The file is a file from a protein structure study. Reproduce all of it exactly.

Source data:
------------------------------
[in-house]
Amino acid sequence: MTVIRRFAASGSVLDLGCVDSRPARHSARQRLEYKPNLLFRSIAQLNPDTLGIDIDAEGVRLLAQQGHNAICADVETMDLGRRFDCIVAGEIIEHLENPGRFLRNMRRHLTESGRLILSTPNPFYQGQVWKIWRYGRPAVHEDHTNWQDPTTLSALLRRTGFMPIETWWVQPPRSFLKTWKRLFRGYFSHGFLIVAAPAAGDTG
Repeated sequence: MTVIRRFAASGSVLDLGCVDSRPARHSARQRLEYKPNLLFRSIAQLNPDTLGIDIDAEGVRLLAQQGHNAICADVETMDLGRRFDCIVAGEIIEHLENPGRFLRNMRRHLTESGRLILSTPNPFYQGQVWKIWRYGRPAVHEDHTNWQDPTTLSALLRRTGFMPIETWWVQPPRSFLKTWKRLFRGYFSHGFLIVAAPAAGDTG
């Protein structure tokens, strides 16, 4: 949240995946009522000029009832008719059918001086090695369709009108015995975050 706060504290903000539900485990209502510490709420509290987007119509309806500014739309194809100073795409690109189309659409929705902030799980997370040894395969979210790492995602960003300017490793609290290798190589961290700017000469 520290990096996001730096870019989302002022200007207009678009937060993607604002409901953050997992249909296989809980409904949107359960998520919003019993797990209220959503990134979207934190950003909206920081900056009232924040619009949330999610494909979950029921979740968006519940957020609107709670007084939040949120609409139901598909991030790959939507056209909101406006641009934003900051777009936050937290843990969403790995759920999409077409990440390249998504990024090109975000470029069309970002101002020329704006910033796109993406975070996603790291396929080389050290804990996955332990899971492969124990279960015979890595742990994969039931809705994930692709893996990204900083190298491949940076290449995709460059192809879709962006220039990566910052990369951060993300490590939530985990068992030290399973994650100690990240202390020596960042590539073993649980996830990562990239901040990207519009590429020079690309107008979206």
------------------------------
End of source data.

[in-house]
Amino acid sequence: MTVIRRFAASGSVLDLGCVDSRPARHSARQRLEYKPNLLFRSIAQLNPDTLGIDIDAEGVRLLAQQGHNAICADVETMDLGRRFDCIVAGEIIEHLENPGRFLRNMRRHLTESGRLILSTPNPFYQGQVWKIWRYGRPAVHEDHTNWQDPTTLSALLRRTGFMPIETWWVQPPRSFLKTWKRLFRGYFSHGFLIVAAPAAGDTG
Repeated sequence: MTVIRRFAASGSVLDLGCVDSRPARHSARQRLEYKPNLLFRSIAQLNPDTLGIDIDAEGVRLLAQQGHNAICADVETMDLGRRFDCIVAGEIIEHLENPGRFLRNMRRHLTESGRLILSTPNPFYQGQVWKIWRYGRPAVHEDHTNWQDPTTLSALLRRTGFMPIETWWVQPPRSFLKTWKRLFRGYFSHGFLIVAAPAAGDTG
């Protein structure tokens, strides 16, 4: 949240995946009522000029009832008719059918001086090695369709009108015995975050 706060504290903000539900485990209502510490709420509290987007119509309806500014739309194809100073795409690109189309659409929705902030799980997370040894395969979210790492995602960003300017490793609290290798190589961290700017000469 520290990096996001730096870019989302002022200007207009678009937060993607604002409901953050997992249909296989809980409904949107359960998520919003019993797990209220959503990134979207934190950003909206920081900056009232924040619009949330999610494909979950029921979740968006519940957020609107709670007084939040949120609409139901598909991030790959939507056209909101406006641009934003900051777009936050937290843990969403790995759920999409077409990440390249998504990024090109975000470029069309970002101002020329704006910033796109993406975070996603790291396929080389050290804990996955332990899971492969124990279960015979890595742990994969039931809705994930692709893996990204900083190298491949940076290449995709460059192809879709962006220039990566910052990369951060993300490590939530985990068992030290399973994650100690990240202390020596960042590539073993649980996830990562990239901040990207519009590429020079690309107008979206």